Chinese vs. USA Classrooms


Everyone who works with nonnative English speaking college students understands the cultural differences that comes with living and studying abroad. There are so many adjustments that must be made. Everything is unfamiliar from getting around and using public transportation, buying and ordering food and beverages, dealing with housing considerations, money, social customs, etc.

But another challenge that rarely gets attention is the philosophical and practical differences in the educational system. These cultural differences may ultimately influence behavior in the workplace.

One of our clients shed some light on what he has observed between his education in China and his experiences at Northeastern University in Boston.

- Classes are primarily straight lectures.

- There is no concept of “office hours”

- Students do not ask questions or comment

- Students sit quietly, take copious notes and memorize the material

- Tests focus on what students memorized

- Classes are typically 50-minutes

- Students must seek permission

- Serious atmosphere; no banter or jokes

- Unacceptable to challenge the teacher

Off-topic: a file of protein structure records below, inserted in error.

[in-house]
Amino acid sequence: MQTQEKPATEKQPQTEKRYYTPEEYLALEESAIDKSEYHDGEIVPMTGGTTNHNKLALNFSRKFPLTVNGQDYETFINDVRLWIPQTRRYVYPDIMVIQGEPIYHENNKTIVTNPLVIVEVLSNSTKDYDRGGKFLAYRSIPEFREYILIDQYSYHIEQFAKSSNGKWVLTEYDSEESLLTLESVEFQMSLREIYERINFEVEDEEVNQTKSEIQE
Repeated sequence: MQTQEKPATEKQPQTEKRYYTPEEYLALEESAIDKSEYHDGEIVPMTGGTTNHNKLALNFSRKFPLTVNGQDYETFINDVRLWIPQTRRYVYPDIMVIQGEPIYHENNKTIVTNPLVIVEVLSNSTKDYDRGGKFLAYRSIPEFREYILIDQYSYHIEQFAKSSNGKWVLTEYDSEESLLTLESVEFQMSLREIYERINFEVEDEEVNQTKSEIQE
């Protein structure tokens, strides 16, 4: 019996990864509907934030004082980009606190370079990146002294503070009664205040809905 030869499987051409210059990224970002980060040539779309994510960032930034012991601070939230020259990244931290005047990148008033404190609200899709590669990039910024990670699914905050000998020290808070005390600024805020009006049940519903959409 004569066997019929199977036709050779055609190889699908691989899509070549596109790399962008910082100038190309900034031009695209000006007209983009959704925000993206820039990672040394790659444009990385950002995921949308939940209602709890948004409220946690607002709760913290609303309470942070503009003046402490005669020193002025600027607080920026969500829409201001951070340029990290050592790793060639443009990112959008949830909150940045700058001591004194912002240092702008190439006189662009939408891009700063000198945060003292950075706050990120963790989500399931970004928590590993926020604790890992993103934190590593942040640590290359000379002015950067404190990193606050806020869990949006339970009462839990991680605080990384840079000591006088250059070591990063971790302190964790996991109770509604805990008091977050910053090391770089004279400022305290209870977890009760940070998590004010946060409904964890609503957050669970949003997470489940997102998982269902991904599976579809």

- Classes are more discussion oriented.

- Students have regular access to professors for questions, conversations

- Students are encouraged to ask questions and make comments

Students are expected to contribute to the lesson and interpret the material

- Tests focus on making sure students have learned the material and have comprehended and processed what
was taught. Test formats vary and include take-home, open book, and essay formats

- Classes are typically 60-90 minutes

- Students have freedom to leave the room without permission to get water, make a phone call, use the bathroom

- More relaxed atmosphere, jokes and saracasm is acceptable

- Independent thoughts are encouraged
For this client, and many others like him, students need help “fitting in” to the American classroom. It is often useful to address pronunciation, conversational skills, vocabulary and general topics related to culture so that students can actively participate in their education, and enjoy and appreciate their American educational experience. This will also help them as they enter the workforce in the USA.